The case of the missing COINS

In line with a promise made before the election, George Osborne, the Chancellor of the Exchquer, made available on 4 June the Treasury’s COINS database.
This is the Combined Online Information System that reports Government spending across departments in a consistent format. More than 3.25 million data items were released, sending data wonks into a frenzy of excitement.
This data covers 2009-10, and more is promised. Next spring the Government will publish Whole of Government Accounts (WGA) data for the same year, covering all the transactions carried out by government departments, 553 local authorities and 320 NHS trusts, audited to IFRS (International Financial Reporting Standards). 
But none of this WGA data appeared on 4 June, although the Treasury has been collecting it for the past ten years. Lisa Evans, lead researcher on Where Does My Money Go? an invaluable website on Government spending, put in an FoI request for WGA data for a sample year, 2008-09.
In reply, she has reported, the Treasury acknowledged that it had this data, but declined to release it under the section of the FoI Act relating to the formulation and development of government policy. The information had been collected as part of the WGA “dry run”, she was told, was incomplete and had not been formally audited.
The Treasury gave four reasons why it should be released:

  • The general public interest in disclosure and an informing the public about government deliberations;
  • Assisting a public understanding of the issue as preparation for government’s publicly-stated intention to produce cross-departmental, commercial-style accounts;
  • The Government placing on public record its preparatory work in developing cross-departmental accounting; and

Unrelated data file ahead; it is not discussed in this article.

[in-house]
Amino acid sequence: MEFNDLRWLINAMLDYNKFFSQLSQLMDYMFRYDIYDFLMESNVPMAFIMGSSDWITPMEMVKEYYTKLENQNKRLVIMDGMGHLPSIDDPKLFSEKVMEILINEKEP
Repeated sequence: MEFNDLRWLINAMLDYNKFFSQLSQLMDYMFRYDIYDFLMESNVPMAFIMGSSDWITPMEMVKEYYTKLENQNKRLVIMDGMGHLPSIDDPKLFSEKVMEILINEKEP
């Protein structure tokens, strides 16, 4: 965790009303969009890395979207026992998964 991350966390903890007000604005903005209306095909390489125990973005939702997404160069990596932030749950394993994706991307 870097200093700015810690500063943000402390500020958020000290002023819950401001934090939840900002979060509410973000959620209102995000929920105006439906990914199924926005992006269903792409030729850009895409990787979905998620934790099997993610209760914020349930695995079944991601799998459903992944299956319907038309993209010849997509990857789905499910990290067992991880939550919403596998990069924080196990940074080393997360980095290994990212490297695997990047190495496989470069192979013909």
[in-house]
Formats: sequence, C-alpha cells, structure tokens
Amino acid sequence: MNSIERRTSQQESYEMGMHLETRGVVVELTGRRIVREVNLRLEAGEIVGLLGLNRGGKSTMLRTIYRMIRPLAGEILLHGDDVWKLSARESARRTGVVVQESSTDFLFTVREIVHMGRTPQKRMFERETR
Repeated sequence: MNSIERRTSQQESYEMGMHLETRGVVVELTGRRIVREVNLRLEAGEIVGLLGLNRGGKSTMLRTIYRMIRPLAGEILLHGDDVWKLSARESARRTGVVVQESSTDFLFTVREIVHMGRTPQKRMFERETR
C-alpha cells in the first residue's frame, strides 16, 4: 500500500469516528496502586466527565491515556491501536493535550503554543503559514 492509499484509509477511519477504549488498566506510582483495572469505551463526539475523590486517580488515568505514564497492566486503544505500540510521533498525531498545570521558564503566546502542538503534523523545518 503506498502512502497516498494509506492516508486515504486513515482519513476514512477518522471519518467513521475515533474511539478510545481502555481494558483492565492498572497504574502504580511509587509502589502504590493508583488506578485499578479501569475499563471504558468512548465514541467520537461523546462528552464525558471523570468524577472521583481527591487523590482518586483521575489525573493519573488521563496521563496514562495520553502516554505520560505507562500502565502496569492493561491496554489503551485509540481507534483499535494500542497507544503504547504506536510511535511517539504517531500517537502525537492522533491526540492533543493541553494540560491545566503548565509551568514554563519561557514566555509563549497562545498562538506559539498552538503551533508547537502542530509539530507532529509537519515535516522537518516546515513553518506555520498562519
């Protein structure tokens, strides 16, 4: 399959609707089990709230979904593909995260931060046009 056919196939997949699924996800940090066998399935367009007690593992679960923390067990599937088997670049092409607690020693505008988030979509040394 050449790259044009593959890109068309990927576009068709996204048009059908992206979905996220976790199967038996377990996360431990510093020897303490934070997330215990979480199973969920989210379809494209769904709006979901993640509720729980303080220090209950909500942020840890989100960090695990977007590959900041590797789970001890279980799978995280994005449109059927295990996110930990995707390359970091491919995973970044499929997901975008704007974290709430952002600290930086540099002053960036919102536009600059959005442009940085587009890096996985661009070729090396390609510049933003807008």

•  Increasing public confidence in the robustness of future cross-departmental accounts by demonstrating the rigour of the work conducted thus far.

And three why it shouldn’t:

  • The Government has undertaken to publish IFRS-based WGA for 2009-10 and is placing its efforts in ensuring that such accounts can be produced;
  • As the information is incomplete and uncertificated, a premature disclosure of information at this time would stand to hamper the development and consideration of future work in this area; and
  •  Ministers and officials need space in which to develop policy, including space for the development of policy through an iterative process of testing and refining ideas. This process could be weakened if information is release prematurely or when proposals were not finalised, as this could lead to poorer decision-making.

On balance, the nays had it. The Treasury refused Ms Evans’ request. I take this to mean that officials want the freedom to tinker with the precise presentation of the data, and that releasing the figures for 2008-09 now might prejudice that freedom – especially as the letter (attached below) says that the balance of interest may change once the first set of accounts has been published.

So although we’ve got open data, which be welcomed, we haven’t got it all. Or not yet, at least.

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